The Top 10 detective novels, picked by Robin Stevens

Published on: 17 August 2017 Author: Robin Stevens

The Guggenheim Mystery author Robin Stevens - who also writes the Murder Most Unladylike series - chooses her top 10 detective novels. Get your magnifying glass ready...

Robin Stevens

The Guggenheim Mystery, my sequel to Siobhan Dowd's The London Eye Mystery, is out this month. I've filled it with all of my favourite things from the mysteries I read as a child – priceless missing artefacts, escaped children, amazing cities and mysterious and possibly dangerous adults. Here's a list of ten mystery books for children, old and new, that either inspired me while I was writing it or that I think you'll love if you enjoy Ted Spark's adventures.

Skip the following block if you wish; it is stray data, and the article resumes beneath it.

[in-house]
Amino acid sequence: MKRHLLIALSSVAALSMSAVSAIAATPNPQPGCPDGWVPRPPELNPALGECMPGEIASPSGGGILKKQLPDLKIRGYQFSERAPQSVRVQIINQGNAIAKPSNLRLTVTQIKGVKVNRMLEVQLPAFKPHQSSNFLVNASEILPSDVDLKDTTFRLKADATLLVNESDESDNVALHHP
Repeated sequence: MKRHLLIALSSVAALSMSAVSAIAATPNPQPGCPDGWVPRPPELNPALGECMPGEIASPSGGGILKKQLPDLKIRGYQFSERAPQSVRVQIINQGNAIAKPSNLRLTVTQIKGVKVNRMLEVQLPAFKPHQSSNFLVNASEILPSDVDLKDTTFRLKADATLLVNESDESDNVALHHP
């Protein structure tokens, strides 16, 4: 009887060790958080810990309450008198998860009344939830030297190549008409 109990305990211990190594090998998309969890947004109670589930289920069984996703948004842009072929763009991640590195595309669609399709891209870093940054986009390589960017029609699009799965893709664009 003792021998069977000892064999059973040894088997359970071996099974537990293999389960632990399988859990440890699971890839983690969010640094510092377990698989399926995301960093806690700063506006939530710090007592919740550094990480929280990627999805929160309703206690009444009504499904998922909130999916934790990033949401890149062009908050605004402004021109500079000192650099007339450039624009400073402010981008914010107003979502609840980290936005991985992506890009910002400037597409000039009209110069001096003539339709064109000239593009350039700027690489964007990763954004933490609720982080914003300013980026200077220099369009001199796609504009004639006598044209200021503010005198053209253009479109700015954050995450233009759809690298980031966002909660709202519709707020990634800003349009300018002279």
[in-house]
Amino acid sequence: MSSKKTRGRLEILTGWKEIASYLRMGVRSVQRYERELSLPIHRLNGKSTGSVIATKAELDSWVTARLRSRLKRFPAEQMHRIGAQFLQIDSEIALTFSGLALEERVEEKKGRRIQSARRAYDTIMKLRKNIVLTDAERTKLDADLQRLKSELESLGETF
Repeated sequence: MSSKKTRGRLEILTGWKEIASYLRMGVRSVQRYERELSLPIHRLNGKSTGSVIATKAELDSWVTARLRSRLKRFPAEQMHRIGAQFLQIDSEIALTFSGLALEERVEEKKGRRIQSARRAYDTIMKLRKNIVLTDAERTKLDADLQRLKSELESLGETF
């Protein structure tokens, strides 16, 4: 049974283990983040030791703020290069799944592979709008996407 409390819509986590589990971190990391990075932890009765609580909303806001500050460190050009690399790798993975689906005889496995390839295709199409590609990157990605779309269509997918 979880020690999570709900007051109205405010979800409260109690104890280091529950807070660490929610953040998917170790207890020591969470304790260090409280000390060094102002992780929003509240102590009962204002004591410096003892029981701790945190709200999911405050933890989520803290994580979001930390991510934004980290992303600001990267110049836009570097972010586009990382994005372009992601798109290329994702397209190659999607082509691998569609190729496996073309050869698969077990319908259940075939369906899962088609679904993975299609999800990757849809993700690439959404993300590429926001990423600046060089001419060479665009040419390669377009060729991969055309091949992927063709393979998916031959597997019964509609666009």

From The Mixed-Up Files of Mrs Basil E Frankweiler1. From the Mixed-Up Files of Mrs Basil E Frankweiler by E. L. Konigsberg

The Guggenheim Mystery is about three kids who run away to solve a museum mystery. This is partly because when I was a kid one of my favourite books was From the Mixed-Up Files, which (funnily enough) is about two kids who run away and end up solving a museum mystery. It's set in the Met Museum, just down the road from the Guggenheim, and is narrated by one of the most brilliant main characters ever. If you secretly want to live in a museum and lead a more mysterious and exciting life, this book is for you.

Encyclopedia Brown, Boy Detective

2. Encyclopedia Brown, Boy Detective by Donald Sobol